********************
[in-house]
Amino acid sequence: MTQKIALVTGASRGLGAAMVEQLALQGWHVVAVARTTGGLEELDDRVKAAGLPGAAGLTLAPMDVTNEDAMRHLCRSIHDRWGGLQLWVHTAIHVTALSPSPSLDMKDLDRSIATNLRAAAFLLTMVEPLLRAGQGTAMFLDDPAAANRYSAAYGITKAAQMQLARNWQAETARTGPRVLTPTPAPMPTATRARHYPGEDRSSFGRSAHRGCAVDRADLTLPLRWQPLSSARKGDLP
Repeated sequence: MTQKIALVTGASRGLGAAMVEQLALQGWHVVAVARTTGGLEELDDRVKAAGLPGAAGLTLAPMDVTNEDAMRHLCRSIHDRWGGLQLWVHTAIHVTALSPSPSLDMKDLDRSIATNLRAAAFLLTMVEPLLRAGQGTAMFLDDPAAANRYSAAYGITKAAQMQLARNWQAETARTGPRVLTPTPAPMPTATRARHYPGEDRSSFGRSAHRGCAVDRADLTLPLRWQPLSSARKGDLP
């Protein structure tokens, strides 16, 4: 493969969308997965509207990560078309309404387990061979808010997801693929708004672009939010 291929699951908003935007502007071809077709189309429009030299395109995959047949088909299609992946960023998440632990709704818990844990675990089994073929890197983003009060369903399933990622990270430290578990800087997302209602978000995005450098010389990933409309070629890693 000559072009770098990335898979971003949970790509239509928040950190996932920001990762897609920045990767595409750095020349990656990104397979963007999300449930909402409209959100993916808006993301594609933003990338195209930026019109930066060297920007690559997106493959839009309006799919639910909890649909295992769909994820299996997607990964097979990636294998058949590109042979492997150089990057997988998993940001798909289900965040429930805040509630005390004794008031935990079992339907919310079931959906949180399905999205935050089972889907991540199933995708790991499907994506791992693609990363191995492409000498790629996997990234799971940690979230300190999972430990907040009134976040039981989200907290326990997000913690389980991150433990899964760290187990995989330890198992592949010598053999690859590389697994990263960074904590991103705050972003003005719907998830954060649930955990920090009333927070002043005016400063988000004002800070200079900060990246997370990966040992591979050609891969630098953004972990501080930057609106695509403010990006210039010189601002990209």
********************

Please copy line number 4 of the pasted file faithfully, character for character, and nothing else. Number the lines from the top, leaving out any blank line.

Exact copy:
């Protein structure tokens, strides 16, 4: 493969969308997965509207990560078309309404387990061979808010997801693929708004672009939010 291929699951908003935007502007071809077709189309429009030299395109995959047949088909299609992946960023998440632990709704818990844990675990089994073929890197983003009060369903399933990622990270430290578990800087997302209602978000995005450098010389990933409309070629890693 000559072009770098990335898979971003949970790509239509928040950190996932920001990762897609920045990767595409750095020349990656990104397979963007999300449930909402409209959100993916808006993301594609933003990338195209930026019109930066060297920007690559997106493959839009309006799919639910909890649909295992769909994820299996997607990964097979990636294998058949590109042979492997150089990057997988998993940001798909289900965040429930805040509630005390004794008031935990079992339907919310079931959906949180399905999205935050089972889907991540199933995708790991499907994506791992693609990363191995492409000498790629996997990234799971940690979230300190999972430990907040009134976040039981989200907290326990997000913690389980991150433990899964760290187990995989330890198992592949010598053999690859590389697994990263960074904590991103705050972003003005719907998830954060649930955990920090009333927070002043005016400063988000004002800070200079900060990246997370990966040992591979050609891969630098953004972990501080930057609106695509403010990006210039010189601002990209």